Implementing BYOD in the Workplace Securely

Published on 19 Oct 2017

by Gosafeonline

With more companies realising the benefits of allowing their employees to use their personal devices such as smartphones, tablets, laptops and external storage drives to access enterprise data and systems, Bring Your Own Device (BYOD) is fast becoming the new workplace standard. BYOD improves productivity and at the same time, bring about cost savings for the company. Despite the benefits, BYOD is not without its perils when it comes to security. Devices could be lost, stolen or compromised, putting a company at risk of losing sensitive data. According to a recent Trend Micro study, 46.5% of enterprises that allowed employees to access their network via their own devices experienced some form of data breach. 

To minimise the potential risks and ensure a secure work environment, companies need to take steps to implement a formal BYOD policy and educate their employees on the importance of following these rules.

Here are some basic measures to get you started on implementing BYOD securely in your company:

  • Maintain a list of linked personal devices that can be used to access the business network. Awareness of the devices that employees are using to access business data is important in a good BYOD policy. In the event of a breach, the source can be traced easily and host applications blocked immediately.
  • Limit and enforce administrative permissions to prevent unauthorised access to sensitive company data. The levels of access granted can be based on individual roles and responsibilities in the company.
  • Require the use of a Virtual Private Network (VPN) to secure Internet communications and keep sensitive data safe from interception. 
  • Ensure that antivirus software is installed on all linked devices and schedule regular software updates to ensure that applications are up-to-date and the latest security patches are installed.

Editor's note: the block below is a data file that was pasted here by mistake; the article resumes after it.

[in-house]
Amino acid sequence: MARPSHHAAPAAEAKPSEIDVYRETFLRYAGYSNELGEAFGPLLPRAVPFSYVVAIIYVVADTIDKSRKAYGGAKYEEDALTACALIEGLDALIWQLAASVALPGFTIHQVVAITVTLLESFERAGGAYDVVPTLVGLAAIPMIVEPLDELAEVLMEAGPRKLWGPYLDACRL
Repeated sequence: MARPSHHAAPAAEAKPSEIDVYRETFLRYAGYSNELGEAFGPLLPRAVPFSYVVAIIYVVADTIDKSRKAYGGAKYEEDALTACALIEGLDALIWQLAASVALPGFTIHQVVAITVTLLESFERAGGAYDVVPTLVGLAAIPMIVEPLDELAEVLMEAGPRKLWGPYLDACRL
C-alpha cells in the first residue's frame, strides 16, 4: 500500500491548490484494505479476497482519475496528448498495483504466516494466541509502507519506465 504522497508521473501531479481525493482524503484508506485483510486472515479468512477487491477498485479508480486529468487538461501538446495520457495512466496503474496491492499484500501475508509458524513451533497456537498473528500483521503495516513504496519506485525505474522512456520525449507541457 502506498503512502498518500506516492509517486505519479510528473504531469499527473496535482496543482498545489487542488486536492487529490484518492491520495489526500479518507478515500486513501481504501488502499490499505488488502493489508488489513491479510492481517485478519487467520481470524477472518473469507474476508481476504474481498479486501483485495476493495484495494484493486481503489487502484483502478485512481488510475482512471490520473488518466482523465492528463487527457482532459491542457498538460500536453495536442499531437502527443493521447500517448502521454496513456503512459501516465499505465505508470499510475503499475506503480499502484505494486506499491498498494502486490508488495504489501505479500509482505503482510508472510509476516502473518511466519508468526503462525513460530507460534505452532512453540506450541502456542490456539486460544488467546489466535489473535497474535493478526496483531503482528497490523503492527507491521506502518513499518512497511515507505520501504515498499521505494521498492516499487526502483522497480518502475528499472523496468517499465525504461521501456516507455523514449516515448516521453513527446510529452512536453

• Implement password policies to ensure that users set strong passwords. Some standard password policies examples of password policies include:
    • Passwords must be complex and contain lowercase and uppercase letters, numbers, and symbols    
    • Password length must be at least 10 characters with at least 5 unique characters    
    • A maximum password age of 30, 60 or 90 days     
    • Use different passwords for different accounts     
    • Enable a second factor of authentication (e.g. a token) whenever available
  • Invest in endpoint security or mobile device management solutions to create an encrypted environment that  prevents data leakage during incidents like loss of mobile devices and hacking.
  • Invest in enterprise cloud storage services with audit logs.

Maintaining adequate cybersecurity hygiene within the company is an ongoing process, and implementing a good BYOD policy is a good first step towards developing a secure BYOD work environment.